KNOWLEDGE BASE US Visa Options

 

Visa Options In The US

 

 

There are many different options available to entrepreneurs wanting to come to the United States to start a business. Nonimmigrant visa pathways allow foreign entrepreneurs to explore the possibilities of or start a new business in the US. Immigrant visa pathways allow foreign entrepreneurs who have already started or are about to start a new business in the US to immigrate to the US permanently.

 

Temporary (nonimmigrant) visas

Nonimmigrant visas are available to individuals who only want to come to the United States temporarily. There are a number of nonimmigrant visas available for different purposes and different industries. To review the many different options, review the section on Temporary (Nonimmigrant) Workers on the US Citizenship and Immigration Services website. A few of the most common visas available to entrepreneurs are explained below.

 

B-1 Temporary Business Visitor

B-1 temporary business visitor visas are for individuals coming to the United States temporarily to conduct business, to include securing funding, finding office space, negotiating contracts, and attending business meetings. You may be eligible for a B-1 business visitor visa if most of the following apply to your situation:

  • You only need to come to the US for a short, specific, and limited time period, typically under 6 months;

  • You need to come to the US for the purpose of setting up a new business or office in the US;

  • You need to attend meetings or conduct other business activities in the US;

  • You can document that you have enough funds to cover your expenses while you are in the US without having to obtain employment locally.

To get a B-1 business visitor visa you must be able to demonstrate the above conditions. With a B-1 visa, the initial stay is up to six months, but extensions of your stay may be possible.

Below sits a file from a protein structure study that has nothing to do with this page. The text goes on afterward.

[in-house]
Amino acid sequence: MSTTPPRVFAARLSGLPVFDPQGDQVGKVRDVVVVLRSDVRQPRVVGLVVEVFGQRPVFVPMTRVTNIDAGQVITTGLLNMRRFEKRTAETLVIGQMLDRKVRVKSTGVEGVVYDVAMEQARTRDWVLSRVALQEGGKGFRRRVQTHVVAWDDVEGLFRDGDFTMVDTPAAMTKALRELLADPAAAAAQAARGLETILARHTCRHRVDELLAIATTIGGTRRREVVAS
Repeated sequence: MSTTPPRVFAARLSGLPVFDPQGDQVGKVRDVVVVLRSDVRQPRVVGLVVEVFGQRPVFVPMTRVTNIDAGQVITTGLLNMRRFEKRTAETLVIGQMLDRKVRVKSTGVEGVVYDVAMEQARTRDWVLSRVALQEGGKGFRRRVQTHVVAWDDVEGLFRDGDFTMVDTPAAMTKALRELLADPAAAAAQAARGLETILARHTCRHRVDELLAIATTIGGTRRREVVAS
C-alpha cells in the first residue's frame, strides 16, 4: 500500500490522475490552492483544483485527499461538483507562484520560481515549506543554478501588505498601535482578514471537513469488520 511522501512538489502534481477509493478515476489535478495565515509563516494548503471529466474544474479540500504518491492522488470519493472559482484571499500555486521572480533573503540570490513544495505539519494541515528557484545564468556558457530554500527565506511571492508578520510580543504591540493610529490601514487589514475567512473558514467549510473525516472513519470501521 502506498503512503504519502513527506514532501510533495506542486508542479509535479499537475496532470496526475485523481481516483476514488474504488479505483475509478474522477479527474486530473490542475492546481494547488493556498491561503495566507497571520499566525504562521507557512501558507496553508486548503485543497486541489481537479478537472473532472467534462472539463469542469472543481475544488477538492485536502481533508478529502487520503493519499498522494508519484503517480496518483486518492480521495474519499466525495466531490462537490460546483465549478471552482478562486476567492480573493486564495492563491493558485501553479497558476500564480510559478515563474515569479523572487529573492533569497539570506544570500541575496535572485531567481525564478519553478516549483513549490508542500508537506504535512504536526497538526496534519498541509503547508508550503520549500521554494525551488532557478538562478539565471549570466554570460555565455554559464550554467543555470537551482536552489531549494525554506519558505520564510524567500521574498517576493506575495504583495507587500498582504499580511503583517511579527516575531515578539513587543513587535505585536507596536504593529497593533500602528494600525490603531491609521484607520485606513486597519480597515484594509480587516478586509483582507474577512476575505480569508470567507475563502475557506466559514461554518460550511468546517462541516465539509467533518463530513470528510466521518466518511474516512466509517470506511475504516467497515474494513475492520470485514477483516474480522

H-1B Speciality Occupation

An H-1B speciality occupation visa is available to individuals who plan to work for a business they start in the US in a position or occupation that generally requires a bachelor’s degree or higher. You must have at least a bachelor’s degree or equivalent in a field related to the position to be eligible for an H-1B visa. To be eligible for this visa you must

  • have a bachelor’s degree or equivalent;

  • work in a speciality occupation; and

  • earn a wage.

You must be able to demonstrate the above requirements to be eligible for an H-B1 visa. An H-B1 visa requires a labor certification from the DOL and that the employer file a Form I-129 Petition for a Nonimmigrant Worker.

Furthermore, it is important to know that there is an annual numerical cap on the number of H-1B visas available and that cap is often used up quickly. The initial period of stay in the US under an H-B1 visa is up to three years, extensions are possible for up to another three years. Generally, six years is the limit, but extensions of this limit may also be possible.

 

O-1A Extraordinary Ability and Achievement

An O-1A extraordinary ability and achievement visa is available to individuals who have extraordinary ability in the sciences, arts, education, business, or athletics. To be eligible for an O-1A visa you must meet the following requirements:

  • you have an extraordinary ability in in the sciences, arts, education, business, or athletics;

  • you possess sustained national or international acclaim in your field; and

  • you are coming to the US to work in your area of expertise.